Bordeaux Town Hall Set Ablaze In French Pension Reform Protests

In a contentious move that left the populace "seething," French President Emmanuel Macron raised the retirement age from 62 to 64 last week without consulting Parliament. Since January, there have been strikes and protests in response to the idea, although despite the most of the protests being peaceful, there have recently been some violent outliers, especially in Bordeaux and Paris. According to the BBC, demonstrators ignited the front entrance of City Hall in Bordeaux, in southwest France, on Thursday. Firefighters immediately put out the fire. Uncertainty exists on the cause of the fire.


While rallies in the capital remained largely peaceful, some masked protesters dressed in black made their way through the streets, breaking store windows, looting McDonald's, and destroying outdoor furniture and bus shelters, according to Reuters. Tear gas was used by the police to try to disperse the masses while pyrotechnics and other objects were thrown at them by the demonstrators. Conflicts were also reported in Nantes, Lorient, and Rouen, where a woman is said to have lost her thumb after police fired "flash ball" grenades into the crowds.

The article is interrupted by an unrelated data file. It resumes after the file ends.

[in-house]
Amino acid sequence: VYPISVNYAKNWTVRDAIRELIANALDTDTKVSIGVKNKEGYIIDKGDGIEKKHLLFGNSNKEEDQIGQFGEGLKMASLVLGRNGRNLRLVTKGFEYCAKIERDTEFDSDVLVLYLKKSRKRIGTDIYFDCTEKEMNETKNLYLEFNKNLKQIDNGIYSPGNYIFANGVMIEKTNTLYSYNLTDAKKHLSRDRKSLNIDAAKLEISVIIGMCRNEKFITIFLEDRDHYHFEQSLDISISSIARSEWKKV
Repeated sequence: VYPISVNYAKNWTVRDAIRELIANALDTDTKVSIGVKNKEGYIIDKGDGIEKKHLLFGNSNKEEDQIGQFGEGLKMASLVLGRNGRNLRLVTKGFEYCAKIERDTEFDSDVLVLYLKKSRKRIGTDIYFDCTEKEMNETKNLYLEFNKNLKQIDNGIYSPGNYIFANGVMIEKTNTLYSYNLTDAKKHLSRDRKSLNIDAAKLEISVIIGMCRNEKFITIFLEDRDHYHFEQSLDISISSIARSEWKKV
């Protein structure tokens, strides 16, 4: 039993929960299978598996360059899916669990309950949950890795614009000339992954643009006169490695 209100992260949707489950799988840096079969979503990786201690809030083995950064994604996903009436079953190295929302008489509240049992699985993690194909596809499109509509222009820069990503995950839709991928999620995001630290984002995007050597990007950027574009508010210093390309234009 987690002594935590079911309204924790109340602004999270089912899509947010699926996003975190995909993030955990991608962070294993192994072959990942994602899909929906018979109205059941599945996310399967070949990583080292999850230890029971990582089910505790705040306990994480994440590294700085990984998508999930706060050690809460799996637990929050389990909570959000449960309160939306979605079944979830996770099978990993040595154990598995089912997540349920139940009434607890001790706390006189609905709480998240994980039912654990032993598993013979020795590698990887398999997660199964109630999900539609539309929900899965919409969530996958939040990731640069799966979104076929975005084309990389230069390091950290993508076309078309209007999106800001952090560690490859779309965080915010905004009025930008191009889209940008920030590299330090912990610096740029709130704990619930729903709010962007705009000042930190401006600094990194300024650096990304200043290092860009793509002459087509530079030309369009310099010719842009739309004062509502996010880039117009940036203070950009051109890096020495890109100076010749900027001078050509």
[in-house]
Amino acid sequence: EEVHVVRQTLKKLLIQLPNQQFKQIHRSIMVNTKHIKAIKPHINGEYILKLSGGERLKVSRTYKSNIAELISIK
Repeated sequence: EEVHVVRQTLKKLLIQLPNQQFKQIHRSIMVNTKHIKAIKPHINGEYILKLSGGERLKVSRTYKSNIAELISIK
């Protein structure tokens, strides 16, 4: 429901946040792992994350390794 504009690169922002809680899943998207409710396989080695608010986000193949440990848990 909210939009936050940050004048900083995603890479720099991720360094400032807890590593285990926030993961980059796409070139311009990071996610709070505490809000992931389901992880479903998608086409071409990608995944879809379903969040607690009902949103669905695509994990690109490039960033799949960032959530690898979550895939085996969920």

On Thursday, popular tourist destinations including the Eiffel Tower and Versailles were closed along with schools and universities around the country, as well as instructors and workers at Paris' Charles de Gaulle Airport. The French government claims that more than a million people demonstrated on Thursday across the nation, but unions claim that number was more like 3.5 million, according to the Guardian. Over 150 law enforcement officers have reportedly suffered injuries, and hundreds are reportedly in custody, according to Interior Minister Gerald Darmanin.

French Prime Minister Elisabeth Borne said on Thursday that it is a right to express one's disagreements and demonstrate against them. "The depravity and violence we have seen today are inexcusable." The impacts of the protests are currently even extending beyond of the nation: According to the AP, Macron's administration said on Friday that a visit from King Charles III of the United Kingdom has been postponed because of the ongoing conflict. Before traveling to Germany on Wednesday, the king was scheduled to stop in France on Sunday. The majority of French people, according to opinion polls, are opposed to changes to the pension laws, despite Macron's assertion that they are necessary to maintain the system.

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